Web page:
Cesmas Day gat past; an ah gat a job o'wark at Haykit Coalpits,[10] an' seea we did middlin weel that spring, an' on to' t' next back-end. Bud when it com towards time fer sarvin oot St. Thomas's Bounty, ah wer i vary lo' circumstances, seea ah thowt ah wad try Oade Dicky ageean. T' wife sed she wad gan wi' me this time, an' if ayther him or onny yan o' t' lot said a wrang word tumma, she wad tell 'em ah wor worth all t' bag-o-tricks on em fer ah'd olus behaved weel tuy her ivver sin we wer wed; an' ah'd monny a time wrought by me strength, wi' nowt to tak tul bud watter an' breead, o' purpos to keep ov parish — an' if they waddant give us a shar o' t' brass, amang t' rest, t' barns an' her wad all gan to t' warkhoose, and ah cud gan a singing, fer ah'd lecarn'd, "Happy Day, "Mercy's Free," an' a heeale lot mar, 'at they sang at Hebden Heigh Chapel.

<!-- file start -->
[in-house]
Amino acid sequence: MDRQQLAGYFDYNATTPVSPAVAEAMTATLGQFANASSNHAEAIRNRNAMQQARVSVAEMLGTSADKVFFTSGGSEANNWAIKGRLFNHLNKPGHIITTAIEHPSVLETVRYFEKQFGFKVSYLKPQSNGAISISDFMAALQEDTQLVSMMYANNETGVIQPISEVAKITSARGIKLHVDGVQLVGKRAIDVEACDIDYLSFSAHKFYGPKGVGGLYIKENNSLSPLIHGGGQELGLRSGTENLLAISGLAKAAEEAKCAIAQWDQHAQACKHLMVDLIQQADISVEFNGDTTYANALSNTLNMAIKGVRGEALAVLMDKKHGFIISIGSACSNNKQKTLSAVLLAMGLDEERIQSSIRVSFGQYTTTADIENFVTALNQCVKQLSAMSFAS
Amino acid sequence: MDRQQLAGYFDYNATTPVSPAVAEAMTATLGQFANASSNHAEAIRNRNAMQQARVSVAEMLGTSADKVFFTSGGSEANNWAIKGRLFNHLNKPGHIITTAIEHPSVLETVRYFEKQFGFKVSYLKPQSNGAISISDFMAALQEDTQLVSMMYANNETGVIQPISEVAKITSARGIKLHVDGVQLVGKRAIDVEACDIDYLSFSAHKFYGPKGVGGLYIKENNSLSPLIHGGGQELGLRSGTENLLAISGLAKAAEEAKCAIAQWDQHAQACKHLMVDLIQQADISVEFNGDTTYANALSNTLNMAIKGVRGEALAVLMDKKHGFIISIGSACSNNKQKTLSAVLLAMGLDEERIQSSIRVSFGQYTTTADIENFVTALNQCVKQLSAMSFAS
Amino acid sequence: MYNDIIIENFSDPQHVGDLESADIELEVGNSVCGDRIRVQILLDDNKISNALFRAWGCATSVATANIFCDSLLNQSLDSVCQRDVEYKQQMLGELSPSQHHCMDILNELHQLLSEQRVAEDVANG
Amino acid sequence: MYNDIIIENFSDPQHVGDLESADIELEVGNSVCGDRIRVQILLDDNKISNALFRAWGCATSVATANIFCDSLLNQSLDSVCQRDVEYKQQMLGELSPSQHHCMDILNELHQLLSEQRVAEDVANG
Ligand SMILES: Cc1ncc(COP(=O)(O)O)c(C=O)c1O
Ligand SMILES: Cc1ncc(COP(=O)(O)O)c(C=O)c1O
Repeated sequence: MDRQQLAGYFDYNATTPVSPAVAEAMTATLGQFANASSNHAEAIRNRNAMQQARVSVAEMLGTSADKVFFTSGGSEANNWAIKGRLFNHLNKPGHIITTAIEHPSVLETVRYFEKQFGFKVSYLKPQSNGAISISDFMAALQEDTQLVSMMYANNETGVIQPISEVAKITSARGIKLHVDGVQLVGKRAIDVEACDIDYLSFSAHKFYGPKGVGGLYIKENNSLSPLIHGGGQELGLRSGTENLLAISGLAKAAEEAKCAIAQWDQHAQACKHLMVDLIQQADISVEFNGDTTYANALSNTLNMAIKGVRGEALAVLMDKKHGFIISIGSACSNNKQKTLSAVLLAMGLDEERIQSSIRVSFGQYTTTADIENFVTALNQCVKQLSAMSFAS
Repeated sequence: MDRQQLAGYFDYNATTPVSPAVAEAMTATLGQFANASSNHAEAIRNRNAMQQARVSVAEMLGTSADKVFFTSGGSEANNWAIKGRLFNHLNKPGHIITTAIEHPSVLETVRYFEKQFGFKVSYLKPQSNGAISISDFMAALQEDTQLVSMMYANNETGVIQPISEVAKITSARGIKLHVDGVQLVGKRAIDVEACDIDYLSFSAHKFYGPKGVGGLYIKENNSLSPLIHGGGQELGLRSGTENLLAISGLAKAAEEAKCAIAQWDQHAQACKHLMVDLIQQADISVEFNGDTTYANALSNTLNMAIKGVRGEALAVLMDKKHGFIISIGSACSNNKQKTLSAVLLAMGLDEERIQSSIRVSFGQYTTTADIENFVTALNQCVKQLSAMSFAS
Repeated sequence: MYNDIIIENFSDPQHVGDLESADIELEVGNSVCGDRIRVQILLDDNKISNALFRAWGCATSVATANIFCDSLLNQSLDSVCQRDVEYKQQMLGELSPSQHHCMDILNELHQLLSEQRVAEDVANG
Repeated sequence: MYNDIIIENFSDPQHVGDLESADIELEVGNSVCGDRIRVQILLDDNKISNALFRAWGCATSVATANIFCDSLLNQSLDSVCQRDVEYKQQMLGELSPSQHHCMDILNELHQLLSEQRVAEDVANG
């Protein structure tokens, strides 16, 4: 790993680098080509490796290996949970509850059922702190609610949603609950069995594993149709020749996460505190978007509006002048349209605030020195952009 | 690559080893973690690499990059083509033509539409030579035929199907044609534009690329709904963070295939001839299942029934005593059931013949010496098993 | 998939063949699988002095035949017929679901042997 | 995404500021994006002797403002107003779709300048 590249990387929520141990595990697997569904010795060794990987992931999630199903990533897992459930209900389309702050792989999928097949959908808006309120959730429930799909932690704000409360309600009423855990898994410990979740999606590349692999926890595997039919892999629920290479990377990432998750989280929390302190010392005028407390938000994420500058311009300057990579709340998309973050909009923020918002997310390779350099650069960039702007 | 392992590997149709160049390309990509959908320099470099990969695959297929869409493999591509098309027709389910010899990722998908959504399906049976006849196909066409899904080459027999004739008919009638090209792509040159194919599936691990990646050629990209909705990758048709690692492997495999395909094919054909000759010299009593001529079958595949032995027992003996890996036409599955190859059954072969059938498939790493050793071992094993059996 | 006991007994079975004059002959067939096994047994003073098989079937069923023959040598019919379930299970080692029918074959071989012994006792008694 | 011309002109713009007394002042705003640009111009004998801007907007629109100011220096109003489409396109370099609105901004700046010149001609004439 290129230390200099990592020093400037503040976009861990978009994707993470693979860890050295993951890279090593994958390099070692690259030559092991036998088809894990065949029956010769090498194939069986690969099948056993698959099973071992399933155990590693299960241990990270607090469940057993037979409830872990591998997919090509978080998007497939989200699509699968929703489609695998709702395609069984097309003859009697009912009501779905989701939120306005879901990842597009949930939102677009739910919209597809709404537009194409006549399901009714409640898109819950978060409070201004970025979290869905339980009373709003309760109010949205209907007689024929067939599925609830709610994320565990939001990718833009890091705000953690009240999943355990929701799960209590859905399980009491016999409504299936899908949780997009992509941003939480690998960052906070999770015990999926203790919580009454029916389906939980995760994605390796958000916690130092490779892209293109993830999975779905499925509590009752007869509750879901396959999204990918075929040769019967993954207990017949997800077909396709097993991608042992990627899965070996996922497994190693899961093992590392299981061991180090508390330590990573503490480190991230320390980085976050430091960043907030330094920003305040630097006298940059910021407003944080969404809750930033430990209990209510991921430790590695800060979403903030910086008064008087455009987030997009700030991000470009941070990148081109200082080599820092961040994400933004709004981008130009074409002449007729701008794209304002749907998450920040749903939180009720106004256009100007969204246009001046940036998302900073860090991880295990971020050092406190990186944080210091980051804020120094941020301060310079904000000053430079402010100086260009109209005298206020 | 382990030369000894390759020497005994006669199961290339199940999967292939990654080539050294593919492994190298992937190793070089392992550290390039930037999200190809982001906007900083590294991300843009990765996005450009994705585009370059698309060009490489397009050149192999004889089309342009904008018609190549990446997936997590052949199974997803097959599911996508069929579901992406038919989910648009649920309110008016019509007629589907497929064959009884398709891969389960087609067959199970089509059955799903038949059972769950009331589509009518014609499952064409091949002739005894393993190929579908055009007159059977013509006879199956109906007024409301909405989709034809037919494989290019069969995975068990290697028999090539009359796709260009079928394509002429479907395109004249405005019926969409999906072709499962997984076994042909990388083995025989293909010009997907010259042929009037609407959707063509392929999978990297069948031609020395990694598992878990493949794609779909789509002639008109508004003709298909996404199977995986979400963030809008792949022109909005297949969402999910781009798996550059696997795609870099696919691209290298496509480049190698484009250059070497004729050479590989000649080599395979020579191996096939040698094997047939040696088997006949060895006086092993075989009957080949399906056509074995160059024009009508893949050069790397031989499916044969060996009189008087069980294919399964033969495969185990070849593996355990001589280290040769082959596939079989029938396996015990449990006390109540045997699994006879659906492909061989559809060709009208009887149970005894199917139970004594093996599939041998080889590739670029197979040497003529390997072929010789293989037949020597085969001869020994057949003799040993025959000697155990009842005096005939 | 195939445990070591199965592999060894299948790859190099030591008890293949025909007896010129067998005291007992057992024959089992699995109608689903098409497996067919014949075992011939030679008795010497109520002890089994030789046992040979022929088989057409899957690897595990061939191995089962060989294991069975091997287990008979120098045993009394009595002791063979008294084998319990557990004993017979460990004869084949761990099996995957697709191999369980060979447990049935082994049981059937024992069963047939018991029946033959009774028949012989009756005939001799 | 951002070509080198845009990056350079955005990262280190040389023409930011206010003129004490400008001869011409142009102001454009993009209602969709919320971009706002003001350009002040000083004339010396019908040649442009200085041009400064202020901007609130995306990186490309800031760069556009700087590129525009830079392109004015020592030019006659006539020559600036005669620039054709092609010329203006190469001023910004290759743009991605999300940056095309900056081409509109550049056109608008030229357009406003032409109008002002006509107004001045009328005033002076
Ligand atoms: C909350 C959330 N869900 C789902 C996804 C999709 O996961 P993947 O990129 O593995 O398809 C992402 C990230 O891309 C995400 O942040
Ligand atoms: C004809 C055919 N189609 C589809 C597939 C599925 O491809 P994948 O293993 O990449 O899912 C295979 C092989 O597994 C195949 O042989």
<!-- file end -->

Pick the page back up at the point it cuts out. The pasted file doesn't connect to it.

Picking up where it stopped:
When we gat to Jinny Birch's[11] (they met thar that day) Oade Dicky warrant amang'em. Billy Bell,[12] o' t' Moor Side, wor t' Chairman, an' as seun as he clapt his een o' me an' t' wife, he sed, "Ah thowt thow warrant gannin to cum, Oliver, seea ah lapt the five hofe-crawns up in a bit o' paper — thaw'l finnd 'em i' t' far-corner o' t' boddem shelf, i' t' glass-ceease theear. Mun we've had a cummissioner fra Lunnon, an' he's squared things up a bit. T'teea hofe o' t' bras at sud ha' geean to t' poor, went iv meeat an' drink fer them 'at divided it; bud that's aw dun away wi' naw, an' it'l hev to gan t' rooad 'at St. Thomas intended it, fer t' futer.” ' Aye,” oh sed, 'ah saw them puddins boiling, an' fit to jump oot ov oade Susy's posnit t' last 'ear; an' if ah diddant see t' beef, ah smell'd it; an' it's neean sa varry plessant smellin rooast beef wi' a empty stomak, an' kno'ing they munnot teeast it. Ah tell'd t' wife when a gat heeame, 'at brass 'at sud gan to t' poor, wer a deeal on't spent i' meat an' drink fer t' committee. Bud yer a good fella, Billy! Yer a good fellow! An' let me tell ye, if it hadant been fer Bobby Walker sending t'broth an' t' havverceeake, an' t' lump o' dumplin, ayther t'wife, barns, or me, or all on us, mud a varra eeasaly a cock'd wor clogs t' last Thomas's Day, fer we'd nayther scrap ner scrawl aboot oor oction."